One result of this phase of capitalist globalization was the racialized division of nature and humanity on a world scale, resulting in what historian David Anderson has called the “first global environmental problem,” described in the 1930s as another “white man’s burden.”9 This was a massive soil erosion crisis associated with colonial land use changes, especially the expansion of cash crop agriculture and deforestation, and the integration of the first global agriculture and food regime.

Dust Bowls of Empire

As scholars of racial capitalism, colonialism, and white settler colonialism have shown, capitalist development depends on a racialized division of humanity. This process is mirrored in the racialized division of nature. Brett Clark and John Bellamy Foster explain that the division of nature under capitalism is central to the system’s ecological rifts:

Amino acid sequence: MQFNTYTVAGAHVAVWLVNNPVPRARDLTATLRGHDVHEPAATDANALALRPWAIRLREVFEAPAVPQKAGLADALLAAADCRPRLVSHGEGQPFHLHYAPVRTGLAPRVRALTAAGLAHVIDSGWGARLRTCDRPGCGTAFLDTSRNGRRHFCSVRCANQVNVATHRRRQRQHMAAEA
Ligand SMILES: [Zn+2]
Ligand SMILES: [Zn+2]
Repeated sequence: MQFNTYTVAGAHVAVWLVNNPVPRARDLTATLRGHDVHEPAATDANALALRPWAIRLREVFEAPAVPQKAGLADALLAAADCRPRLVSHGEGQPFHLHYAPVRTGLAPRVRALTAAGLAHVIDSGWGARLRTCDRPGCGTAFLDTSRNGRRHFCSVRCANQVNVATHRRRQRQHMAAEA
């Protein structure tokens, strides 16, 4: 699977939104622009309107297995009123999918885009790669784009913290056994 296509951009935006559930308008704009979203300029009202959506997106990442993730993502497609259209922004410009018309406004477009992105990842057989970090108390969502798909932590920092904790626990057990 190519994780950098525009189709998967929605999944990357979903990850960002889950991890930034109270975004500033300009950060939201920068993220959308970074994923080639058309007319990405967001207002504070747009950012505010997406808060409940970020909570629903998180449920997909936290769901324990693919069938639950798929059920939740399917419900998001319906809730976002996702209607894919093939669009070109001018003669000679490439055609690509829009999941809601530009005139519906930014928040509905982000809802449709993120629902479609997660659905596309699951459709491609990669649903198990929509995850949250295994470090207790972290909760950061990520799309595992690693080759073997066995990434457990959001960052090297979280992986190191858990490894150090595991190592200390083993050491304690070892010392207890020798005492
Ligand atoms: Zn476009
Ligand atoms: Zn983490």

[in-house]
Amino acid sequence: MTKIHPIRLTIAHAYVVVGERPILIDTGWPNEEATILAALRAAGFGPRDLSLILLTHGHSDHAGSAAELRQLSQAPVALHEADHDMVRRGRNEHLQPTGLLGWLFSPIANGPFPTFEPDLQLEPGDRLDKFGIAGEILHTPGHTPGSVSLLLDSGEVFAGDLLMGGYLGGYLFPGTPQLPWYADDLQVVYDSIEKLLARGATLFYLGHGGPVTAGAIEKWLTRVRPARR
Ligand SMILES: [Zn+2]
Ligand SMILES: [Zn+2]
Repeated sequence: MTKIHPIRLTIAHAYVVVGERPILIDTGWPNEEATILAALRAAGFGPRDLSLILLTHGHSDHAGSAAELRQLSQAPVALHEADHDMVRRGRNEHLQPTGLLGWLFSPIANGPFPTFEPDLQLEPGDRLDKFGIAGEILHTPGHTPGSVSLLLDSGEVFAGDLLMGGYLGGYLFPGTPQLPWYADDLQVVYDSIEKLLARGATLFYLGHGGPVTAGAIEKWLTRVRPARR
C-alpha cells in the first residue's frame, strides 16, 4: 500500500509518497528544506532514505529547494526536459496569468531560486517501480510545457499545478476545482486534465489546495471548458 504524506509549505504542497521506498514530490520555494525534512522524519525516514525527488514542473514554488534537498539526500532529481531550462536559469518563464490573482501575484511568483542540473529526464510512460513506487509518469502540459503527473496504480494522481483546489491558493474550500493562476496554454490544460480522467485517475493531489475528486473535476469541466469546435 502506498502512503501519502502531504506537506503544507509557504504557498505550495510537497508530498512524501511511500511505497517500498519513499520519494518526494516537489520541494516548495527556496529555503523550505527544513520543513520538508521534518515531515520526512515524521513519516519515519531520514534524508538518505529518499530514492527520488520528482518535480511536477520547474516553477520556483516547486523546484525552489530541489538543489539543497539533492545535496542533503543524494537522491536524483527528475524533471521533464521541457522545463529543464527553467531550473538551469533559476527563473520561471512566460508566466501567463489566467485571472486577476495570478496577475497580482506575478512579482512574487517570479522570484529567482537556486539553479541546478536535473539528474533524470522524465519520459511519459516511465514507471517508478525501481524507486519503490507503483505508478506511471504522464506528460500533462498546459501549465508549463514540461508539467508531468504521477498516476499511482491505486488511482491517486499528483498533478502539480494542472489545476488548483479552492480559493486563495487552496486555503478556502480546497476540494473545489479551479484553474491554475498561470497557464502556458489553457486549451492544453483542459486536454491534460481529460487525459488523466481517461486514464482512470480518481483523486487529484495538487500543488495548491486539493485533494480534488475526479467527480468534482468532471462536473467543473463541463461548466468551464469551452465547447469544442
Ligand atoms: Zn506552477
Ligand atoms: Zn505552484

Capital accumulation requires the continual expansion of the division of nature as well as the division of labor. The division of nature is no longer, however, a social division of nature, in which the earth’s different landscapes and species are utilized by human beings within a context that maintains the reproduction of nature itself. Instead, it is a detailed/alienated division of nature that breaks the circle of natural processes, creating ecological rifts. Nature is remade in such a way as to promote a single end: the accumulation of capital, irrespective of the lessons of rational science and conditions of sustainability.10